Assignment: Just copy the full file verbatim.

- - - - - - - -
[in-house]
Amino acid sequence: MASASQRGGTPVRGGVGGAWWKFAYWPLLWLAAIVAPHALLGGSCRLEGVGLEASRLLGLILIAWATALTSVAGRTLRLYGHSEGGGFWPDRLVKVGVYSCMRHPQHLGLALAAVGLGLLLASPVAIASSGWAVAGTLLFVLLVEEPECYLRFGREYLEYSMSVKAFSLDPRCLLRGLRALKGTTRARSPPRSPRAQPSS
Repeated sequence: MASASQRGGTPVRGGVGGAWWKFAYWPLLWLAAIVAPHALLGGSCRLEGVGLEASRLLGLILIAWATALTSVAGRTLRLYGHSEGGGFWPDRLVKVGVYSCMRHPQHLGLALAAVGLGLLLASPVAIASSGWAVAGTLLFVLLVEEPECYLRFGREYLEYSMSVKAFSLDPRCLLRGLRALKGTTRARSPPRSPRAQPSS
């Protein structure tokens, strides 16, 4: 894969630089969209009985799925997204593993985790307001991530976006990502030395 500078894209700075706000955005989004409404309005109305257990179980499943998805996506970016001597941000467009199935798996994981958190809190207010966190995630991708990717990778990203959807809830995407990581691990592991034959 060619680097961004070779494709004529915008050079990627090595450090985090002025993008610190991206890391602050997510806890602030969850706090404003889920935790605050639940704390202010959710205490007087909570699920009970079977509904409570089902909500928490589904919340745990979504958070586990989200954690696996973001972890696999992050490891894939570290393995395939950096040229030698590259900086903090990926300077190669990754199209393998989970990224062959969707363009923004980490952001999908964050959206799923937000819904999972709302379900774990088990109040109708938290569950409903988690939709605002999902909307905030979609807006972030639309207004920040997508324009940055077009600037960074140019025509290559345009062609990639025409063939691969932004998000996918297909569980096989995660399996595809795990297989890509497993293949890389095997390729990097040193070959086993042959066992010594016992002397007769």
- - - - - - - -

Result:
[in-house]
Amino acid sequence: MASASQRGGTPVRGGVGGAWWKFAYWPLLWLAAIVAPHALLGGSCRLEGVGLEASRLLGLILIAWATALTSVAGRTLRLYGHSEGGGFWPDRLVKVGVYSCMRHPQHLGLALAAVGLGLLLASPVAIASSGWAVAGTLLFVLLVEEPECYLRFGREYLEYSMSVKAFSLDPRCLLRGLRALKGTTRARSPPRSPRAQPSS
Repeated sequence: MASASQRGGTPVRGGVGGAWWKFAYWPLLWLAAIVAPHALLGGSCRLEGVGLEASRLLGLILIAWATALTSVAGRTLRLYGHSEGGGFWPDRLVKVGVYSCMRHPQHLGLALAAVGLGLLLASPVAIASSGWAVAGTLLFVLLVEEPECYLRFGREYLEYSMSVKAFSLDPRCLLRGLRALKGTTRARSPPRSPRAQPSS
């Protein structure tokens, strides 16, 4: 894969630089969209009985799925997204593993985790307001991530976006990502030395 500078894209700075706000955005989004409404309005109305257990179980499943998805996506970016001597941000467009199935798996994981958190809190207010966190995630991708990717990778990203959807809830995407990581691990592991034959 060619680097961004070779494709004529915008050079990627090595450090985090002025993008610190991206890391602050997510806890602030969850706090404003889920935790605050639940704390202010959710205490007087909570699920009970079977509904409570089902909500928490589904919340745990979504958070586990989200954690696996973001972890696999992050490891894939570290393995395939950096040229030698590259900086903090990926300077190669990754199209393998989970990224062959969707363009923004980490952001999908964050959206799923937000819904999972709302379900774990088990109040109708938290569950409903988690939709605002999902909307905030979609807006972030639309207004920040997508324009940055077009600037960074140019025509290559345009062609990639025409063939691969932004998000996918297909569980096989995660399996595809795990297989890509497993293949890389095997390729990097040193070959086993042959066992010594016992002397007769």